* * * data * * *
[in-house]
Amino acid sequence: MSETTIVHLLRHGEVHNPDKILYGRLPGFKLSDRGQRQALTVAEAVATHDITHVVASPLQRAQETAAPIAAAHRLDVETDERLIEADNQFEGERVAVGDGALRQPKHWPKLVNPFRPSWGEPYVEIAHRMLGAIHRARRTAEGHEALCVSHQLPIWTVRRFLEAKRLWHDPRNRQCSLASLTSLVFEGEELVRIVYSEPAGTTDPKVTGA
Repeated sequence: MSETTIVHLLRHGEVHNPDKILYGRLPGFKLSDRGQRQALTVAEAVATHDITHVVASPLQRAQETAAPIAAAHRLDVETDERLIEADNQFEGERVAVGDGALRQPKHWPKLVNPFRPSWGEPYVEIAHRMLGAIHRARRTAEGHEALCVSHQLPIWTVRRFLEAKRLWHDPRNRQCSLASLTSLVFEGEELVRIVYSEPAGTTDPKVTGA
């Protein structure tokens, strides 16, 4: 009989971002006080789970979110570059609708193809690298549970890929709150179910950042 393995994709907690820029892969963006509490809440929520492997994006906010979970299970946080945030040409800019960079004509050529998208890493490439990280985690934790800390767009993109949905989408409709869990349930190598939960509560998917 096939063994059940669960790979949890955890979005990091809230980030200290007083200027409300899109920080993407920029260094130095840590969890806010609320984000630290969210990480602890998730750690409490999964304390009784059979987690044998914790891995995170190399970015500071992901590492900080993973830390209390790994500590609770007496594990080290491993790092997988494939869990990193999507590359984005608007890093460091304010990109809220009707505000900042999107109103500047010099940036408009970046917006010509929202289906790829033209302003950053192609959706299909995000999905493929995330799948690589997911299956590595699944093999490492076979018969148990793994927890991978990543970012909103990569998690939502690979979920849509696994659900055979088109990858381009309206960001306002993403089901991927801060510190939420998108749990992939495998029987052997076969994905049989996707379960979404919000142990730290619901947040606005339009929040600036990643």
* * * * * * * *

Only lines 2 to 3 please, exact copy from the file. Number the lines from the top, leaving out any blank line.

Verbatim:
Amino acid sequence: MSETTIVHLLRHGEVHNPDKILYGRLPGFKLSDRGQRQALTVAEAVATHDITHVVASPLQRAQETAAPIAAAHRLDVETDERLIEADNQFEGERVAVGDGALRQPKHWPKLVNPFRPSWGEPYVEIAHRMLGAIHRARRTAEGHEALCVSHQLPIWTVRRFLEAKRLWHDPRNRQCSLASLTSLVFEGEELVRIVYSEPAGTTDPKVTGA
Repeated sequence: MSETTIVHLLRHGEVHNPDKILYGRLPGFKLSDRGQRQALTVAEAVATHDITHVVASPLQRAQETAAPIAAAHRLDVETDERLIEADNQFEGERVAVGDGALRQPKHWPKLVNPFRPSWGEPYVEIAHRMLGAIHRARRTAEGHEALCVSHQLPIWTVRRFLEAKRLWHDPRNRQCSLASLTSLVFEGEELVRIVYSEPAGTTDPKVTGA